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Free speech vs. hate speech on Facebook

Turns out in Pakistan, if Facebook does something people don't like, they actually stop using it.
Image: Pakistani students chant slogans during a rally against Facebook page
Pakistani students chant slogans during a rally against Facebook page amid anger over a page which encourages users to post images of Islam's Prophet Muhammad, in Lahore, Pakistan, on Wednesday, May 19, 2010.K.m. Chaudary / AP
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Despite its 400 million-plus active users, Facebook seems like it could really use a friend.

Four senators are demanding the Federal Trade Commission do something over the social network site’s increasingly open privacy policy. A newly discovered bug reportedly opened the door to hackers, allowing them to alter profile pages and make private information public. And according to a recent study, one in five divorcees say Facebook helped end their marriage.

Yet these complaints pale in comparison with today’s epic Facebook fail. At least if you live in Pakistan. On Wednesday, Pakistan’s government ordered Internet services to block Facebook over “Everybody Draw Mohammed Day,” a user-posted page that encourages others to draw a picture of Islam’s Prophet Muhammad, an act prohibited by the religion, and found offensive by more than just the government.

[Update: Public protests against Facebook continued on Thursday, and access to YouTube and more than 450 Web sites, are now blocked for anti-Islamic content, according to a Pakistan government statement. Wikipedia and Flickr may be included among the sites, though it is not yet clear if inaccessibility is due to a glitch or deliberate ban.]

Turns out in Pakistan, if Facebook does something people don't like, they actually stop using it. According to the Associated Press, about 2,000 female students rallied in Karachi against the social network, and several dozen male students gathered with signs “urging Islamic holy war against those who blaspheme the prophet.” When it comes to “Terms and Conditions,” navigating “hate speech” is a bigger challenge what to do about your previously “private” profile information.

So what’s the largest social network in the history of the universe to do?  Facebook is still thinking about it. According to company representative Andrew Noyes, the “Draw Mohammed” page does not violate the site’s terms, but the company understands it may not be legal in some countries. “In cases like this, the approach is sometimes to restrict certain content from being shown in specific countries,” Noyes stated via e-mail.

Indeed, the precedent is set. Holocaust denial, for example, is illegal in Austria, France and Germany. Therefore, Holocaust denial Facebook pages aren’t viewable in those countries. But if you're in the United States, you can check out Facebook pages such as “Holohaux” at your leisure, despite the social network's terms barring “hateful” and “threatening” content. (P.S. The Holocaust happened. You know that, right?)

You can’t, however, look at images of ladies breastfeeding babies or groups supporting the Ku Klux Klan. Because Facebook takes those down.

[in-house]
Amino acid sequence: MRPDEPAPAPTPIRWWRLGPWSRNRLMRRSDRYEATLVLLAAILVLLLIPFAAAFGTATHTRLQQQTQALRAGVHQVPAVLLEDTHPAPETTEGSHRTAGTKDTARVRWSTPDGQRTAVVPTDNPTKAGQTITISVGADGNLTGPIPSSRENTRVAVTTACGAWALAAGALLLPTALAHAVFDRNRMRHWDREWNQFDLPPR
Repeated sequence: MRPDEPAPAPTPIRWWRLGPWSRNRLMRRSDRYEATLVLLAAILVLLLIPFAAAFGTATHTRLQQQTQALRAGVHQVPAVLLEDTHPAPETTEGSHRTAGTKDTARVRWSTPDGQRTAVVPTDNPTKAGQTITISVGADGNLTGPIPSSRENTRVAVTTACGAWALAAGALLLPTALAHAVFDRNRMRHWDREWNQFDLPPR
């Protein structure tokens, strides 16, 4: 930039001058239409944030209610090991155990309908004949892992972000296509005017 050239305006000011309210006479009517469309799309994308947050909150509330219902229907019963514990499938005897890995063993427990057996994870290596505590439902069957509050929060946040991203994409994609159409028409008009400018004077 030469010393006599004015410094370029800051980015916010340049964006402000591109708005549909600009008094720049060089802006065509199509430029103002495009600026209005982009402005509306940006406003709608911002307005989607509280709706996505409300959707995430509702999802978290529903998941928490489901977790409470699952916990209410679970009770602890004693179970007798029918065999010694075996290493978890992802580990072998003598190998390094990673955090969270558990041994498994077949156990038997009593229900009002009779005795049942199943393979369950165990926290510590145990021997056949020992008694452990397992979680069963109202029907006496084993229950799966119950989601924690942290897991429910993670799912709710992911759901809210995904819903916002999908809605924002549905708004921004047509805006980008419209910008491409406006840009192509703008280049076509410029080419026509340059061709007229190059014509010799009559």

Does your head hurt yet? Are you energized with outrage? That’s understandable. Still, when it comes to hate speech, consider giving Facebook a break, suggests Ryan Calo, legal fellow at Stanford Law School’s Center for Internet & Society. (He knows about these things.)

“Companies like Facebook have a tough time navigating hate speech,” Calo said in a telephone interview. “Not only do they have to pick winners in content, they have to do it on a global scale. If they take down content because it offends one group of people, they end up offending another group.”

You can’t accuse Facebook of censorship! No really, you can’t. Censorship is solely the province of the government, which is optimally prevented from such actions by the First Amendment — the same amendment that allows Facebook to govern what you put on its site.

Just like IRL (in real life), you can’t threaten the life of the president, as one young rube implied with an “assassination” vote soon after Barack Obama was elected. And the social network does look to the First Amendment as a guide post when it comes to content, Calo pointed out. For example, “obscene” material, as interpreted from the First Amendment, is considered “obscene” on Facebook, too.

To its credit, Calo added, Facebook tends to err on the side of allowing potentially objectionable content, even as it has the ability to block such content in countries where it’s against the law. And he advocates sympathy for the social network as it operates in a global environment, noting that values, mores and laws vary greatly between countries.

“Today in France, they’re considering banning head scarves (for Muslim women),” Calo cites as an example for comparison. “Pakistan wants to block Facebook for one page that nobody needs to go to. It’s not like Facebook forces anyone to go look at it.”

Its dealings with objectionable content, it seems, is one area where the world could cut Facebook some slack … especially compared to the social network's other issues. “The fire Facebook is drawing over privacy is much more real than the fire over hate speech,” Calo said. “Hate speech is really hard to get right. Privacy, they’re clearly trying to move users from private to public, and that’s a problem.”

At least the people of Pakistan don’t have to worry about Facebook violating their privacy. For now, anyway.

Helen A.S. Popkin rants about online privacy, then begs you to friend her on , join her Fan page or follow her on , because that's how she rolls.